The report, based on a review of hundreds of scientific studies and journal articles, estimated that 45 million people, or one in six Americans, are infected with genital herpes, with a million new cases each year. It said that 22 percent of all women had been raped, and that 104,000 children were sexually abused each year.

While Dr. Satcher said he set out only to establish common ground for discussion in the highly polarized issue of sex education, his report appeared to please scientists and health professionals with his call for frank discussion about sexuality.

Dr. Bruce Bagley, chairman of the board of the American Academy of Family Physicians, which represents 91,000 family physicians, praised Dr. Satcher's message. "Our ability to change society one person at a time is very limited," Dr. Bagley said. "The only way we're going to change approaches to sexual behavior and sexual activity is through school. In school, not only at the doctor's office."

Advocates of abstinence programs were outraged. Peter Brandt, director of issue response at Focus on the Family, a church-based conservative group, called the report "ideology disguised as science from the beginning to the end."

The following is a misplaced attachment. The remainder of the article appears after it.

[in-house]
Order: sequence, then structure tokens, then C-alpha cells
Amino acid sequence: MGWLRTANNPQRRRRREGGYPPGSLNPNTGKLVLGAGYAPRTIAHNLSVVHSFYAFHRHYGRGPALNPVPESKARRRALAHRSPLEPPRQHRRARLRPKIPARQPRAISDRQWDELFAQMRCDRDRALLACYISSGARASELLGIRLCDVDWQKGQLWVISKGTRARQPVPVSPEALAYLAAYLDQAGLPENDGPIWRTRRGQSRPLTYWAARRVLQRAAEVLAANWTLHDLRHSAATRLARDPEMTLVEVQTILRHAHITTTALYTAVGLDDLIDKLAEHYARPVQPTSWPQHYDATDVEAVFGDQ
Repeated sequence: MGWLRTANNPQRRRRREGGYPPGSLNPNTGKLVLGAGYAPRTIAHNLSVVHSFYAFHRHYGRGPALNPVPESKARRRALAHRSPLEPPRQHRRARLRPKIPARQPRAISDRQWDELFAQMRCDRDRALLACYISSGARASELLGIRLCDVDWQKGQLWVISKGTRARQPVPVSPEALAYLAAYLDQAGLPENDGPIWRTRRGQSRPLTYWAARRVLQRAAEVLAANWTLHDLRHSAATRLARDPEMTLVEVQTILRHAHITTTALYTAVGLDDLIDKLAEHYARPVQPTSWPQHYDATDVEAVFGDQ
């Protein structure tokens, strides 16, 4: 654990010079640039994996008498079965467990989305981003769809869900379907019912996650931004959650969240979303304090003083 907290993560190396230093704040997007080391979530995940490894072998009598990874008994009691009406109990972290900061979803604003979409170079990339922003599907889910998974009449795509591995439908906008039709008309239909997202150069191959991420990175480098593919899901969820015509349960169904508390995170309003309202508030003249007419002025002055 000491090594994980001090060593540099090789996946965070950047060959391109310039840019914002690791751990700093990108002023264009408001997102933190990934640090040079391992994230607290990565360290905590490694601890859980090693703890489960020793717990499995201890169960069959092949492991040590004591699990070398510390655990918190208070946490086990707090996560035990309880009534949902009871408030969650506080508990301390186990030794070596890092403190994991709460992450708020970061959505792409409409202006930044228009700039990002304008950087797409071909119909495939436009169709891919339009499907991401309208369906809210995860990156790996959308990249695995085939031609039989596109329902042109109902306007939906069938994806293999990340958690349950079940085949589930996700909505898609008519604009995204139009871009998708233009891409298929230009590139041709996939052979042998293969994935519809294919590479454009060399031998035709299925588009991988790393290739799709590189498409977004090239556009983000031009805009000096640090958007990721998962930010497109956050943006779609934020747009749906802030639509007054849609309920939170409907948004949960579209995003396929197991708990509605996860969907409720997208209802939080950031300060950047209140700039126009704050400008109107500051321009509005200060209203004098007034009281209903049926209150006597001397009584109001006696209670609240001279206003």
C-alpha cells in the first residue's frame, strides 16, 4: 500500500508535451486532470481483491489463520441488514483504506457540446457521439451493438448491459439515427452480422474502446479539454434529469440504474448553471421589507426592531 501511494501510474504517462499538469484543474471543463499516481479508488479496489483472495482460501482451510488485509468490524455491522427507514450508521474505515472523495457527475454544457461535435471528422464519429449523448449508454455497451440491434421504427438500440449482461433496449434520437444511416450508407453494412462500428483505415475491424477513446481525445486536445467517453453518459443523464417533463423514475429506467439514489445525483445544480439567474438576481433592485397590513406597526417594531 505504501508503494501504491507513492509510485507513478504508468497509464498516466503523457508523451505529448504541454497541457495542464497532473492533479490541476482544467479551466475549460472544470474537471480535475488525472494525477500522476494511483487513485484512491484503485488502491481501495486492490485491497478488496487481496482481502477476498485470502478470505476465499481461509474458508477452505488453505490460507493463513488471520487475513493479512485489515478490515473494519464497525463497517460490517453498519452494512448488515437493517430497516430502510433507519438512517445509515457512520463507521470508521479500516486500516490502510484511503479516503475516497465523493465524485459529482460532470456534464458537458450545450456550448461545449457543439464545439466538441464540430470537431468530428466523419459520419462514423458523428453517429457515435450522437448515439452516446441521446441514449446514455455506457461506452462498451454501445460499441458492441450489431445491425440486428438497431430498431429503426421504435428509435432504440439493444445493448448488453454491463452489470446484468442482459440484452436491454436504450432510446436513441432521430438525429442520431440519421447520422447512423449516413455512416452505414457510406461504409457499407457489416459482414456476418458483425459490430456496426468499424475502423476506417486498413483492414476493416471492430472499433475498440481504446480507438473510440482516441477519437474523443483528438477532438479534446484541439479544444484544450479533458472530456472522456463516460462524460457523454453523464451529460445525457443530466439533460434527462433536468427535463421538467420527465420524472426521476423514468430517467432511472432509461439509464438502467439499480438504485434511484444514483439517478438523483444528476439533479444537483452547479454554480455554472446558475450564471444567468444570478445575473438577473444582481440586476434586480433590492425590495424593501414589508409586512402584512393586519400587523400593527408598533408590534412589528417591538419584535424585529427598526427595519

Mr. Brandt disputed the surgeon general's statement that sexual orientation could not be altered through force of will, and said the report "calls severely into question the surgeon general's ability to remain the chief medical officer of the United States." Dr. Satcher's term ends in February 2002.

But rather than appealing to either camp, Dr. Satcher's call could as easily have come from American parents. Several recent opinion polls show the vast majority of parents want schools to urge teenagers to remain virgins, but also to teach them how to protect themselves if they become sexually active.

Drew Altman, president of the Kaiser Family Foundation, a nonprofit research group that has done surveys on sex education, said, "There is nothing in that report that isn't endorsed wholeheartedly in every survey we've done of parents."